As finales go, Akatsuki no Yona’s delivered just about everything I would think any fan of the series would want. Yet there’s no denying that what most of us were hoping for was the one thing we didn’t get, and that’s any news of a second season. Between Anime Japan this weekend and the finale today, it would seem that if such news were coming this would have been the time – but instead we got a “Thank you for your support!” As despairing messages go that’s probably about a “7” on a scale of 10 – it’s better than “Goodbye” or “The End”, but not exactly what I’d call bursting with optimism for the future.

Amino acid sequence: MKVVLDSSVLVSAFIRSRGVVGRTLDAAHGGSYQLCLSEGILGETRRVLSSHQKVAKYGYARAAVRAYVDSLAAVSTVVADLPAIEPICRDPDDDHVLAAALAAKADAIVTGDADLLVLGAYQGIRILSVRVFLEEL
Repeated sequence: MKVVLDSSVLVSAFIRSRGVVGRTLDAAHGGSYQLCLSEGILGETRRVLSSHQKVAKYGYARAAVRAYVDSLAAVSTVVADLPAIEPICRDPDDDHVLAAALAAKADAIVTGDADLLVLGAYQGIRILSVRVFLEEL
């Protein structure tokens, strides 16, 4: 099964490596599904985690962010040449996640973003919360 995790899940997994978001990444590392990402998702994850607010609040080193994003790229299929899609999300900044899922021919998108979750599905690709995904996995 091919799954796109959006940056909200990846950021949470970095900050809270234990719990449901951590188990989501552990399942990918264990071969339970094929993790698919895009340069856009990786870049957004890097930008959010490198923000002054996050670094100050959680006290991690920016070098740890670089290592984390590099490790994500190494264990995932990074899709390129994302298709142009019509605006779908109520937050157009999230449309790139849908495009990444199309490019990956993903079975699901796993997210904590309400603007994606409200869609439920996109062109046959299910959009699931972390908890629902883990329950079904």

I’ll talk about the (wonderful) finale itself in a minute, but I feel like starting by talking about the series as a whole, even if that’s a bit backwards to how I usually do Series Review posts. A few things we can say for certain, one of them that Studio Pierrot is becoming a bastion of extremely faithful manga adaptations. It also seems clear that Akatsuki no Yona was generously budgeted compared to Pierrot’s usual standard of late – this was not a case of simply coming in with the low bid. And obviously, Pierrot is a go-to studio for shoujo – though that’s been a tradition of long-standing, it’s nice to see them prove over than last year (I loved Soredemo Sekai wa Utsukushii, and Yona was even better) that they’re still as at-home as any studio working with shoujo.